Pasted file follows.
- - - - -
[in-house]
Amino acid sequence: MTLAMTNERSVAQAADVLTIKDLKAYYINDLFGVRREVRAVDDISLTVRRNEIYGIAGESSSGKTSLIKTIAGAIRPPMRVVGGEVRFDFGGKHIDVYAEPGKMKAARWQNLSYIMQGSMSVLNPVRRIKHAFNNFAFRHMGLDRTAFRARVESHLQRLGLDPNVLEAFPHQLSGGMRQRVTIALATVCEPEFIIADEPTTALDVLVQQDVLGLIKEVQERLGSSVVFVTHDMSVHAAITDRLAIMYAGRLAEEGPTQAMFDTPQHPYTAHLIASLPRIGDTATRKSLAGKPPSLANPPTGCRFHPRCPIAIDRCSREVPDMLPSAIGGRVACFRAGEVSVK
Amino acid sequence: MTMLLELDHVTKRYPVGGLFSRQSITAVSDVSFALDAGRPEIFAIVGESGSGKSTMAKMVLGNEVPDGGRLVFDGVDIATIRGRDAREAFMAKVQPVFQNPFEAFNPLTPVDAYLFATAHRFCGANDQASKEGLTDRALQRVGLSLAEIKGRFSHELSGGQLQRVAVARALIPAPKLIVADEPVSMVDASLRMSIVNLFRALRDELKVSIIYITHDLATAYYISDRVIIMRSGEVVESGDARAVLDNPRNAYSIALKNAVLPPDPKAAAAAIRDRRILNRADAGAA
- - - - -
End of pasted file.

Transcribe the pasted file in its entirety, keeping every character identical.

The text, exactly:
[in-house]
Amino acid sequence: MTLAMTNERSVAQAADVLTIKDLKAYYINDLFGVRREVRAVDDISLTVRRNEIYGIAGESSSGKTSLIKTIAGAIRPPMRVVGGEVRFDFGGKHIDVYAEPGKMKAARWQNLSYIMQGSMSVLNPVRRIKHAFNNFAFRHMGLDRTAFRARVESHLQRLGLDPNVLEAFPHQLSGGMRQRVTIALATVCEPEFIIADEPTTALDVLVQQDVLGLIKEVQERLGSSVVFVTHDMSVHAAITDRLAIMYAGRLAEEGPTQAMFDTPQHPYTAHLIASLPRIGDTATRKSLAGKPPSLANPPTGCRFHPRCPIAIDRCSREVPDMLPSAIGGRVACFRAGEVSVK
Amino acid sequence: MTMLLELDHVTKRYPVGGLFSRQSITAVSDVSFALDAGRPEIFAIVGESGSGKSTMAKMVLGNEVPDGGRLVFDGVDIATIRGRDAREAFMAKVQPVFQNPFEAFNPLTPVDAYLFATAHRFCGANDQASKEGLTDRALQRVGLSLAEIKGRFSHELSGGQLQRVAVARALIPAPKLIVADEPVSMVDASLRMSIVNLFRALRDELKVSIIYITHDLATAYYISDRVIIMRSGEVVESGDARAVLDNPRNAYSIALKNAVLPPDPKAAAAAIRDRRILNRADAGAA